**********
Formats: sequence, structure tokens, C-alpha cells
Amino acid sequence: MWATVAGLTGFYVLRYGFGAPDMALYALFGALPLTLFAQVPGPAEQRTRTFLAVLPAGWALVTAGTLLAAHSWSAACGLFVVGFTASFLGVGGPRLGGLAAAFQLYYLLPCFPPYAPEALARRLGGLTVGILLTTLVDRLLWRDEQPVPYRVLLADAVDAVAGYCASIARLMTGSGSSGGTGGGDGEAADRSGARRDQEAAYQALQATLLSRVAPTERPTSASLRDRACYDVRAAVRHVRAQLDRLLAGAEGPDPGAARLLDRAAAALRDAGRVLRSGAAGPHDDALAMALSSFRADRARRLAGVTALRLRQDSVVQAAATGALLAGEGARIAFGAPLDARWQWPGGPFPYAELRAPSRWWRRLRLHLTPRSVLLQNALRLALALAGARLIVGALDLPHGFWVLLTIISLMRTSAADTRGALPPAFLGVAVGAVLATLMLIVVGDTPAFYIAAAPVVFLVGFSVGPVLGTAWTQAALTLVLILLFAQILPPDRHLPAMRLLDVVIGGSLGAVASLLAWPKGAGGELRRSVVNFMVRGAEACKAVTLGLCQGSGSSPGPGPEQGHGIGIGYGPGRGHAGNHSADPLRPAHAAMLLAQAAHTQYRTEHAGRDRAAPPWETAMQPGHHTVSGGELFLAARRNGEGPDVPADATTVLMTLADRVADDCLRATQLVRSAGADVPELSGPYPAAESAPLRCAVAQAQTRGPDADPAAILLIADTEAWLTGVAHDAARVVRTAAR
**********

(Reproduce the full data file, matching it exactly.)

Formats: sequence, structure tokens, C-alpha cells
Amino acid sequence: MWATVAGLTGFYVLRYGFGAPDMALYALFGALPLTLFAQVPGPAEQRTRTFLAVLPAGWALVTAGTLLAAHSWSAACGLFVVGFTASFLGVGGPRLGGLAAAFQLYYLLPCFPPYAPEALARRLGGLTVGILLTTLVDRLLWRDEQPVPYRVLLADAVDAVAGYCASIARLMTGSGSSGGTGGGDGEAADRSGARRDQEAAYQALQATLLSRVAPTERPTSASLRDRACYDVRAAVRHVRAQLDRLLAGAEGPDPGAARLLDRAAAALRDAGRVLRSGAAGPHDDALAMALSSFRADRARRLAGVTALRLRQDSVVQAAATGALLAGEGARIAFGAPLDARWQWPGGPFPYAELRAPSRWWRRLRLHLTPRSVLLQNALRLALALAGARLIVGALDLPHGFWVLLTIISLMRTSAADTRGALPPAFLGVAVGAVLATLMLIVVGDTPAFYIAAAPVVFLVGFSVGPVLGTAWTQAALTLVLILLFAQILPPDRHLPAMRLLDVVIGGSLGAVASLLAWPKGAGGELRRSVVNFMVRGAEACKAVTLGLCQGSGSSPGPGPEQGHGIGIGYGPGRGHAGNHSADPLRPAHAAMLLAQAAHTQYRTEHAGRDRAAPPWETAMQPGHHTVSGGELFLAARRNGEGPDVPADATTVLMTLADRVADDCLRATQLVRSAGADVPELSGPYPAAESAPLRCAVAQAQTRGPDADPAAILLIADTEAWLTGVAHDAARVVRTAAR